Although no one knows exactly who came up with the idea of giving candy as a token of affection on Valentine's Day, Richard Cadbury receives credit for selling the first heart-shaped box of chocolates in 1868, according to HungryMonster.com. Since then, candy of every description is available in heart shapes for the holiday.
Valentine Candy Sales
According to the National Confectioners' Association, Valentine's Day ranks fourth in holiday candy sales, following Halloween, Easter and Christmas. The organization estimates that consumers purchased more than 36 million boxes of chocolates, packed in heart-shaped containers, in 2010. Neilsen Marketing states that during the week of the Valentine's Day holiday, consumers buy more than 58 million pounds of chocolate candy.
Hershey, the largest producer of chocolates in North America, first offered its famous kisses wrapped in red and silver foil for Valentine's Day in 1986. In 2009, Russell Stover began offering hand-dipped chocolate-covered strawberries at its retail stores. The company's candy makers decorated the strawberries, which they covered in white, dark or milk chocolate, especially for Valentine's Day. According to its website, Russell Stover Candies produced eight of the top 10 Valentine gift boxes and seven of the top 10 heart-shaped boxes in 2008.
The Necco Candy Company began producing candy hearts in the 1860s. The early candies were made of sugar and flour and included a wrapped message on a slip of paper. The version that we know today began in 1902. The sayings imprinted on the hearts remained unchanged until the 1990s, when the company began removing some of the phrases to make way for new ones. In 2010, Necco solicited message ideas from the public, a first for the company. It also changed the candy's formula to make the hearts softer and added new flavors such as lemon, grape and green apple.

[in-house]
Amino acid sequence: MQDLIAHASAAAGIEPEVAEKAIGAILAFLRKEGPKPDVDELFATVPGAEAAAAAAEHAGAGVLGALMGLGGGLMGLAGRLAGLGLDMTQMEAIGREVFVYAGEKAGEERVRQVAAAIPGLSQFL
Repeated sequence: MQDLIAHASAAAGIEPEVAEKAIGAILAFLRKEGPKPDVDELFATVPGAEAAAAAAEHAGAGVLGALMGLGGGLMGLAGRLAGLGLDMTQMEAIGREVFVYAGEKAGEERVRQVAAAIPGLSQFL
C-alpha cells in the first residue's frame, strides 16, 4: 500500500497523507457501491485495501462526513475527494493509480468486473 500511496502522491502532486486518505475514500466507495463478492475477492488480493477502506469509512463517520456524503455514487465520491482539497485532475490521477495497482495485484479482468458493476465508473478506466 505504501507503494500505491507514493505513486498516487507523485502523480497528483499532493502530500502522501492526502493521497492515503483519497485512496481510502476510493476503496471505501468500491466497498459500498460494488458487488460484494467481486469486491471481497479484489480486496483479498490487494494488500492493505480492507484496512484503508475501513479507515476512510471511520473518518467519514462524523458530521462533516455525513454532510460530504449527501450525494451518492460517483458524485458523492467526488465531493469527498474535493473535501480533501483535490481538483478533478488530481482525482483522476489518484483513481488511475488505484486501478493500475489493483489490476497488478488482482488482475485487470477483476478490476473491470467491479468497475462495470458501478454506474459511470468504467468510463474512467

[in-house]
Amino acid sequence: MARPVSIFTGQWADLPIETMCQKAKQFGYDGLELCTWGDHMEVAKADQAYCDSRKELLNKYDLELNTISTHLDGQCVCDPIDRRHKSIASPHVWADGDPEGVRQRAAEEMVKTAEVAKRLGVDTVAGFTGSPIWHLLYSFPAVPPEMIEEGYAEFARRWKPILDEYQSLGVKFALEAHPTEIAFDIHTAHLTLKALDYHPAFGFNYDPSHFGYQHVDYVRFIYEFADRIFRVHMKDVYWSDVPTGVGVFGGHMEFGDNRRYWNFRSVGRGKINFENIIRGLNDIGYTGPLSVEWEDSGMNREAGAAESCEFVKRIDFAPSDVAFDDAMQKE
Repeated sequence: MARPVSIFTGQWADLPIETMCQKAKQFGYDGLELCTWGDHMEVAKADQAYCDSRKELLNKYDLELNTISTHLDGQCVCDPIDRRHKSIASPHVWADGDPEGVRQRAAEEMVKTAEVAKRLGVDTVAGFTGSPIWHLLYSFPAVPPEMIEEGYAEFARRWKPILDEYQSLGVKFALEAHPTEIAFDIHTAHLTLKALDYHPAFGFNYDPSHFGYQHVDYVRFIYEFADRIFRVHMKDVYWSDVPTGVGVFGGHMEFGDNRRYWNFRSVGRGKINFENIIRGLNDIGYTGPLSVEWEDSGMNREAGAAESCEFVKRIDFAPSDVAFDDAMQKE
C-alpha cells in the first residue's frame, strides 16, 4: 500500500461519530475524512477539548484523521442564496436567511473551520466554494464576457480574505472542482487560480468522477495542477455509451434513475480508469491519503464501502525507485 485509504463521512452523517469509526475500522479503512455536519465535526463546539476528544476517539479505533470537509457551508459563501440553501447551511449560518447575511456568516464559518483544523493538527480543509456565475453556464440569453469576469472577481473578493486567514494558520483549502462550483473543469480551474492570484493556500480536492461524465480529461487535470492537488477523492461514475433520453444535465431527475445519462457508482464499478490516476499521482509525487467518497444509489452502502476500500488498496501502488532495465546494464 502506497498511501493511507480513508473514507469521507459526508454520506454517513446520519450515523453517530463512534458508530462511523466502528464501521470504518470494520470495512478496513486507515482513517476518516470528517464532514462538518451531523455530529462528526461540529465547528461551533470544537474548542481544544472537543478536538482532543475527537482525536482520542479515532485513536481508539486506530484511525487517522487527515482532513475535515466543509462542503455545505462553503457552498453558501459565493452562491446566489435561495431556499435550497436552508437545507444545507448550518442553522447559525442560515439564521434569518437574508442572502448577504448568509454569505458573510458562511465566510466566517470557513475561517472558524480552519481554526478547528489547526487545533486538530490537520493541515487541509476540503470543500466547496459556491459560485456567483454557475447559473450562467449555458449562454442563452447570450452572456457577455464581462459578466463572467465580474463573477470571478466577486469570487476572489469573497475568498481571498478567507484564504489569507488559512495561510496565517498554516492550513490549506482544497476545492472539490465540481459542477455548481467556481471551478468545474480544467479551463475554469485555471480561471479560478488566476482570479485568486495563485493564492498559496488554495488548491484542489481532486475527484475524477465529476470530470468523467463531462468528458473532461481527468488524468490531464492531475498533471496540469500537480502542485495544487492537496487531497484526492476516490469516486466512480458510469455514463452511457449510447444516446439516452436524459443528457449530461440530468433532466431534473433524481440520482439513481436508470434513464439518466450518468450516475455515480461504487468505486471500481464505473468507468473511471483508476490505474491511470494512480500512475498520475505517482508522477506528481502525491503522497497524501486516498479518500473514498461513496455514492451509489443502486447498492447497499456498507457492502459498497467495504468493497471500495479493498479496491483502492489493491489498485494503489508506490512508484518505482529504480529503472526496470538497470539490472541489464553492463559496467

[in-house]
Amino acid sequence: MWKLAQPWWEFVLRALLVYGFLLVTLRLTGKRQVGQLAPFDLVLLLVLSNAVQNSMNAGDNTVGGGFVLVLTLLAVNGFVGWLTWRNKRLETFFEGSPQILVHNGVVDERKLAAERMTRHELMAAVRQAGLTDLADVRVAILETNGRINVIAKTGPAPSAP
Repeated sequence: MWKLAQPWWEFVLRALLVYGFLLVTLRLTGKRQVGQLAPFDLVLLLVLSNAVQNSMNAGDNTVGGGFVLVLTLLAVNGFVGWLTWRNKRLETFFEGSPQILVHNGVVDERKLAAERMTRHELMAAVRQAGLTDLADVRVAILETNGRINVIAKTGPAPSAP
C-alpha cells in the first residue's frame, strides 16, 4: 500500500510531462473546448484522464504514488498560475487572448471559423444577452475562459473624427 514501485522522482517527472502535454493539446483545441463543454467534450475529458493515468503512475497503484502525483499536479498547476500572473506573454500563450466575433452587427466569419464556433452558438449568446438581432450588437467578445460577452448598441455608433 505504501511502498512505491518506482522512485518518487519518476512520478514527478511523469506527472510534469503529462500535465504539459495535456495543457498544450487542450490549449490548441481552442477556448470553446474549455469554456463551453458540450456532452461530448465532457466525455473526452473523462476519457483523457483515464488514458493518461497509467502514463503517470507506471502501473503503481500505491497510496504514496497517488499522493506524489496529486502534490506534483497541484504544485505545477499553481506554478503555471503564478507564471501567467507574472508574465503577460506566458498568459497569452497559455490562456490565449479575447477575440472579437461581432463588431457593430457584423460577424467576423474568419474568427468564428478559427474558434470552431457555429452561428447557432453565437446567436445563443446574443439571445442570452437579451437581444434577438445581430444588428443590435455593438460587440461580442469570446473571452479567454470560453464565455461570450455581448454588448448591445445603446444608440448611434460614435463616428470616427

Many Valentine's Day candies had their origins as ordinary treats, and many are still popular year-round in those original incarnations. Peeps, which developed in 1954 and were only available during the Easter season in their baby-chick shapes, now exist as red hearts for Valentine's Day. Sweet Tarts, first introduced in 1963, are now available in heart shapes for those who like a little sourness with their holiday sweets. Reese's Peanut Butter Cups, which date to 1928, appear as foil-wrapped hearts in February.
Who Wants Candy?
The National Confectioners Association advises that men would rather receive chocolates than flowers, with 68 percent of men over age 50 stating a preference for candy and just 22 percent saying they'd rather have flowers. In a 2008 survey conducted by Survey Sampling International, candy and chocolates topped the list of Valentine's Day gifts, with 24 percent of surveyed adults expecting to receive sweet treats for the holiday.
- Photo Credit candy image by Michael Shake from Fotolia.com